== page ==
Apple is likely to push Google Maps out of its own Maps app next week, in its long march toward nixing the search giant as a default service provider, but the bigger war in the Apple vs. Google saga will be courting developers.
Flurry's Peter Farago sums it up:
This month, the world's two largest mobile app platform providers, Apple and Google, enter what is arguably the most critical month of the year for each company, when each hosts their annual developer conference, the Apple Worldwide Developer Conference (WWDC) and Google I/O.
While engaged in a multi-year platform war, their success largely depends on innovation provided for their platforms by the third-party developer community. If the developer community embraces one platform over the other, developers will build the software that infinitely extends the value of the consumer experience, giving a platform a meaningful edge.
Bottom line: developers will follow the money. Apple developers garner more app revenue — folks pay for iOS apps, but Android versions are often free. Google will also have to push its iOS wares through Apple's App Store, as any of its currently built-in services will eventually get the boot.
Today, Apple's on-going effort to replace Google Maps and other services has little to no financial hit. Piper Jaffray analyst Gene Munster noted:
Media reports continue to suggest that Apple will replace Google Maps with its own solution in iOS 6. While the immediate financial impact to Google is minimal, we believe the move would suggest a clear strategy on Apple's part to minimise Google on iOS.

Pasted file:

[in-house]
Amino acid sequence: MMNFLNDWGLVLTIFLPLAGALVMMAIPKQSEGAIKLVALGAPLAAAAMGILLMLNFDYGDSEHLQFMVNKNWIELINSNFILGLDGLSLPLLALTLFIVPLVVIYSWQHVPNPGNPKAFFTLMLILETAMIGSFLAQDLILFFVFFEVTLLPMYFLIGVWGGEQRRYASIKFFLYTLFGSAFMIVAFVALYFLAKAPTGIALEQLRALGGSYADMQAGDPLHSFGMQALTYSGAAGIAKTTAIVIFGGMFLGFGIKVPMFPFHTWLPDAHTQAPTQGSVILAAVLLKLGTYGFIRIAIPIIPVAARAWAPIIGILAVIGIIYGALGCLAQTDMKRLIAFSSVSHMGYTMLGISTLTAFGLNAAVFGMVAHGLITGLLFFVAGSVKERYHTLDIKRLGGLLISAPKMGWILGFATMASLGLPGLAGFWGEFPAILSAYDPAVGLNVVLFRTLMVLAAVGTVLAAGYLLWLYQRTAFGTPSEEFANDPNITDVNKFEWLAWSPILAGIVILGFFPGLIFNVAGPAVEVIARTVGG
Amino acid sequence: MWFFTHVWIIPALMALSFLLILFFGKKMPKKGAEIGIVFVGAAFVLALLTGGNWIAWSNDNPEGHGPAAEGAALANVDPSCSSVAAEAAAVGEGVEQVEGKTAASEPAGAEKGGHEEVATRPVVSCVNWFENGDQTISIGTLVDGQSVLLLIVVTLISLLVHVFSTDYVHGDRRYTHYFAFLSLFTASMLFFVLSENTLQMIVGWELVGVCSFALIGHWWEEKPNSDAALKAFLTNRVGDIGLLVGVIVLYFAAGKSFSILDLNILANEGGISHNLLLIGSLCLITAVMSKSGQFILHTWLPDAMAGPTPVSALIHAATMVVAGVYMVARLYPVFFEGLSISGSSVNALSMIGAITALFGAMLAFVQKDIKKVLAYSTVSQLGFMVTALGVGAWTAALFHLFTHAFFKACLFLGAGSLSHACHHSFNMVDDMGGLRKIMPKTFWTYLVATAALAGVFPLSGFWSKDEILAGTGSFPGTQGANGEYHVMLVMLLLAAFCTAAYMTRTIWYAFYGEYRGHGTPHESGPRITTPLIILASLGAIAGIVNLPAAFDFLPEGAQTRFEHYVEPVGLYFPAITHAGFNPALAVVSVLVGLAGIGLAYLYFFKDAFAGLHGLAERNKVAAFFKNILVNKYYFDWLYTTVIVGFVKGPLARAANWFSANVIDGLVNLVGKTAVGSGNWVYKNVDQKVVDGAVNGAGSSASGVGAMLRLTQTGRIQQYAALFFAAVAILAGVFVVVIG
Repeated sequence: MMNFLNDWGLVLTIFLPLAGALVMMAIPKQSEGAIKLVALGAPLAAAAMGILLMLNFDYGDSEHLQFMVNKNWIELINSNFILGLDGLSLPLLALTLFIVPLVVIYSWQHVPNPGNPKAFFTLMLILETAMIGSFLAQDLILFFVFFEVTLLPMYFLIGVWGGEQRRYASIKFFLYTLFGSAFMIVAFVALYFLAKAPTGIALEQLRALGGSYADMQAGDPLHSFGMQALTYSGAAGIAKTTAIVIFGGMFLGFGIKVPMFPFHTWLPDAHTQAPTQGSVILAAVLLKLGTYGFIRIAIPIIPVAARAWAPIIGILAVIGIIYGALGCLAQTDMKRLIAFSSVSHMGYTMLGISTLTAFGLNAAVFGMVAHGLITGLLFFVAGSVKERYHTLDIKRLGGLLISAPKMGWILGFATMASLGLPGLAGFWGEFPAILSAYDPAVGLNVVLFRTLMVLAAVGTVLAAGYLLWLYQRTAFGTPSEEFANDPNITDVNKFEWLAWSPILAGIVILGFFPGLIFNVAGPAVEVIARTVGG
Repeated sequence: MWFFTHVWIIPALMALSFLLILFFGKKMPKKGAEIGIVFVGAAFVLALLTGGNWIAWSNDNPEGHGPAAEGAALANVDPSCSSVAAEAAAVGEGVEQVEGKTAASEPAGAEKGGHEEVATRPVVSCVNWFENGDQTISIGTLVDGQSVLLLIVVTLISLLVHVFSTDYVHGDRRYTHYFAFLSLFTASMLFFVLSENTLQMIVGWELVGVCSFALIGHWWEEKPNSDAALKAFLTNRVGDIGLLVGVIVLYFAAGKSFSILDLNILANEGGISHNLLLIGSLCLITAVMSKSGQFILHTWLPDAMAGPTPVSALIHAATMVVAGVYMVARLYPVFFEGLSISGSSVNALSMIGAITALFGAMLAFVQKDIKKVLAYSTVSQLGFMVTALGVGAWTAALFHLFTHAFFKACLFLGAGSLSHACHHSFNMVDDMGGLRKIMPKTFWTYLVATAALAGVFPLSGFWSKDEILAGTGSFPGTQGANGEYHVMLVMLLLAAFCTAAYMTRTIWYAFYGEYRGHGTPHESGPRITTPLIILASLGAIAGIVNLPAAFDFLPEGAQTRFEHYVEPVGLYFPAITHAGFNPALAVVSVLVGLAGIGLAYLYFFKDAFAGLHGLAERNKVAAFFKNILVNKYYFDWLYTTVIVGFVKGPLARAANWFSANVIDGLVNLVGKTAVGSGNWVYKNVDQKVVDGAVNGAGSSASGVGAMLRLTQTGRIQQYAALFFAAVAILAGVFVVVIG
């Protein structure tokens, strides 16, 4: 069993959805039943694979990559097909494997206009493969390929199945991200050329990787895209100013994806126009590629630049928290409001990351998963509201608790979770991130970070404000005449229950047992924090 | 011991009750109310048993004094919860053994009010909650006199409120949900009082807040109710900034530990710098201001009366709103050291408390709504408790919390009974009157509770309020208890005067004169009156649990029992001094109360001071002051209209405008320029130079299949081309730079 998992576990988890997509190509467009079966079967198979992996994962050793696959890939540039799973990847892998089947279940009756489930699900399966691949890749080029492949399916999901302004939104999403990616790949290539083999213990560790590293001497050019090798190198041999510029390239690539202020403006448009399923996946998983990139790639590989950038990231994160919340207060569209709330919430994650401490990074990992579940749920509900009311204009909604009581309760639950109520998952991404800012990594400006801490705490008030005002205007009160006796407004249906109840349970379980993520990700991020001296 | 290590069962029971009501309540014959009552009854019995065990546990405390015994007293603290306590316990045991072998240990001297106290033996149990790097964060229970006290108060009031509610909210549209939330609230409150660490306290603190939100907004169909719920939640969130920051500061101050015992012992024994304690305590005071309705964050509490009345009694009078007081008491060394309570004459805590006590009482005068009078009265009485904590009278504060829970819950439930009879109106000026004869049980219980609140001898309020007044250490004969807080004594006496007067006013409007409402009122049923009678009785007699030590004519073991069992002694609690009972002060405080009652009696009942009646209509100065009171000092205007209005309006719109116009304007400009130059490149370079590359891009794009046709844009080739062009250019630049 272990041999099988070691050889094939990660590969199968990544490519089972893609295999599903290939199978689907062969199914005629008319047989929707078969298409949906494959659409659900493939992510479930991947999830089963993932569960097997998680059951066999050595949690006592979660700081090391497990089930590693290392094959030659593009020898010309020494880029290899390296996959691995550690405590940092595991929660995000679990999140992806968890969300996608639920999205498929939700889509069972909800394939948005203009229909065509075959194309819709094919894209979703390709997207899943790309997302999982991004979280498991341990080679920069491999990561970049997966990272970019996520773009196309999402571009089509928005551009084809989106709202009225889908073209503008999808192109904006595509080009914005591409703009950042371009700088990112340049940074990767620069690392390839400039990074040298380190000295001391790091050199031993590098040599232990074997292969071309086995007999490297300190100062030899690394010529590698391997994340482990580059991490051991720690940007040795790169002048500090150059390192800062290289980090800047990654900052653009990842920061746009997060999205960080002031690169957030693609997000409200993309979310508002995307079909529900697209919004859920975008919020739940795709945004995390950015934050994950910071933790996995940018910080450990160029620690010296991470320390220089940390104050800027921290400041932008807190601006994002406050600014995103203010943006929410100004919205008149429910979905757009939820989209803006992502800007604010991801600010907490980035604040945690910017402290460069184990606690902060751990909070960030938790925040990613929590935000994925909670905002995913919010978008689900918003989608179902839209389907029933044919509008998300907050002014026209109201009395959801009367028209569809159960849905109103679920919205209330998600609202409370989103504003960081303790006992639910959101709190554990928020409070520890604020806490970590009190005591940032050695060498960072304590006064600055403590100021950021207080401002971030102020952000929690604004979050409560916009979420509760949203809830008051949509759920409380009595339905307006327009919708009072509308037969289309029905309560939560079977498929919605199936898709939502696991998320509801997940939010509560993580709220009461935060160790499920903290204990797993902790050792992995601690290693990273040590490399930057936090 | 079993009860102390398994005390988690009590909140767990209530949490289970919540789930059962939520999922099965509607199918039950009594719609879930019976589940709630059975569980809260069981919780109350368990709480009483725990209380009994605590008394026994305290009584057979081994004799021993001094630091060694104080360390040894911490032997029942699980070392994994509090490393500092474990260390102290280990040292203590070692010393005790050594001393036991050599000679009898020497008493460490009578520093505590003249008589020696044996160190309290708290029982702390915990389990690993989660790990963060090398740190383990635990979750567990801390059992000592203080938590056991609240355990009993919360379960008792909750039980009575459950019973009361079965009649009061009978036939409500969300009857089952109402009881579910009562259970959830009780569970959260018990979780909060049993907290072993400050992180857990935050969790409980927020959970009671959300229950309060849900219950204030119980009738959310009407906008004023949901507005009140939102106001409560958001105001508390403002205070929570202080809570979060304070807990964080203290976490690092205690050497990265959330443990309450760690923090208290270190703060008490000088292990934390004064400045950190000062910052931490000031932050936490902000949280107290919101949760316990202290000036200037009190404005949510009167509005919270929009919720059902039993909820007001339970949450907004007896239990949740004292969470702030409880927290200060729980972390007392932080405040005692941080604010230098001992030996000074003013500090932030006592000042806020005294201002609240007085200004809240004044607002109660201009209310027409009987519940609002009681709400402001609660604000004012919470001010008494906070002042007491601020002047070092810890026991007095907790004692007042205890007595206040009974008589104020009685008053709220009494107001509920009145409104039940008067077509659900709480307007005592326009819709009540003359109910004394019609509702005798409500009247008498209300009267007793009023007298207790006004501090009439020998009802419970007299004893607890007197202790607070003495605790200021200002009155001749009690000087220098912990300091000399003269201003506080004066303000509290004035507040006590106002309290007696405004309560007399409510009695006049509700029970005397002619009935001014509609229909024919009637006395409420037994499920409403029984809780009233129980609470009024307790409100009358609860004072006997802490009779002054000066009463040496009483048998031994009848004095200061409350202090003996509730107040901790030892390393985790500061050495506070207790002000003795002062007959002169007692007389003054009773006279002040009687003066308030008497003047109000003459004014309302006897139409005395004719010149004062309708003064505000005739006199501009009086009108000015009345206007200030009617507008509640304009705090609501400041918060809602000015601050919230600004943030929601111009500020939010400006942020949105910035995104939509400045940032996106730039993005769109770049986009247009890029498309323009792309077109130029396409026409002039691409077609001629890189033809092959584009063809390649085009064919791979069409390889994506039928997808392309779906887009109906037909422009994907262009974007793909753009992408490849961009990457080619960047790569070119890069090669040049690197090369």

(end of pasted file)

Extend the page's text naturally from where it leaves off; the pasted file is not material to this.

Moving forward, we expect a continued tug-of-war between Apple and Google. We believe Google is likely to push more of its apps through the App Store, including Chrome, while Apple will continue to innovate around discovery on the iPhone, through Siri.
Financially, Munster reckons that iOS will only provide 2 per cent (about US$4.5 billion) of Google's total revenue in 2012. Of that sum, Google gets US$500 million from mobile display ads and US$4 billion from search. It's unlikely that iOS is the largest portion of Google's search revenue. If Apple nixes Google Maps, it won't break the bank.
A few other thoughts:
- If Apple replaces Google services, users aren't likely to notice
- These moves by Apple, to replace Google services, will probably lead to nixing search. If Google is replaced by an iOS default search, that will be the ultimate test case for users
- Developer loyalty appears to be with iOS based on Flurry data. Indeed, most apps go to iOS first, and then Android
- Siri may be the wild card. What happens if Siri excludes Google results over time?
- It's unclear that Google can cut it in the Apple app store framework. Google has multiple free apps, but its biggest ones check in at number 70 on the charts, and below.